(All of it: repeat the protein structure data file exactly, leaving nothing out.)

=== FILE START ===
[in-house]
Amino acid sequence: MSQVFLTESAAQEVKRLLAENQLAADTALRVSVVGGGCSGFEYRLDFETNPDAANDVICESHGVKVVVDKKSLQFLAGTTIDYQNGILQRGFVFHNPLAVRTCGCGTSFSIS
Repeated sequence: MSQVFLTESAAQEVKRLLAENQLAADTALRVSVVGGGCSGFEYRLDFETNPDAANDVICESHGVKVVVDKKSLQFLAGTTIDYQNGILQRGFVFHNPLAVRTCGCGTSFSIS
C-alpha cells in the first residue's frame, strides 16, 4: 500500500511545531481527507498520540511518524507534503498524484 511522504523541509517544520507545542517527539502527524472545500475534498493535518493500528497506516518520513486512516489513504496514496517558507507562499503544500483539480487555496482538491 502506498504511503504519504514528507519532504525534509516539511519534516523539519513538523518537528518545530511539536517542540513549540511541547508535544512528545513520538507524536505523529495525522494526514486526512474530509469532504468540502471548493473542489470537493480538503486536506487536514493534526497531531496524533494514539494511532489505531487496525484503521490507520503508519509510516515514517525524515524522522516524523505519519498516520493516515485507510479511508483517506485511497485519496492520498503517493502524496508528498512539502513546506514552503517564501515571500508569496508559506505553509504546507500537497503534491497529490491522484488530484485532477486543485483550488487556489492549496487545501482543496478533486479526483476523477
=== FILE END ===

[in-house]
Amino acid sequence: MSQVFLTESAAQEVKRLLAENQLAADTALRVSVVGGGCSGFEYRLDFETNPDAANDVICESHGVKVVVDKKSLQFLAGTTIDYQNGILQRGFVFHNPLAVRTCGCGTSFSIS
Repeated sequence: MSQVFLTESAAQEVKRLLAENQLAADTALRVSVVGGGCSGFEYRLDFETNPDAANDVICESHGVKVVVDKKSLQFLAGTTIDYQNGILQRGFVFHNPLAVRTCGCGTSFSIS
C-alpha cells in the first residue's frame, strides 16, 4: 500500500511545531481527507498520540511518524507534503498524484 511522504523541509517544520507545542517527539502527524472545500475534498493535518493500528497506516518520513486512516489513504496514496517558507507562499503544500483539480487555496482538491 502506498504511503504519504514528507519532504525534509516539511519534516523539519513538523518537528518545530511539536517542540513549540511541547508535544512528545513520538507524536505523529495525522494526514486526512474530509469532504468540502471548493473542489470537493480538503486536506487536514493534526497531531496524533494514539494511532489505531487496525484503521490507520503508519509510516515514517525524515524522522516524523505519519498516520493516515485507510479511508483517506485511497485519496492520498503517493502524496508528498512539502513546506514552503517564501515571500508569496508559506505553509504546507500537497503534491497529490491522484488530484485532477486543485483550488487556489492549496487545501482543496478533486479526483476523477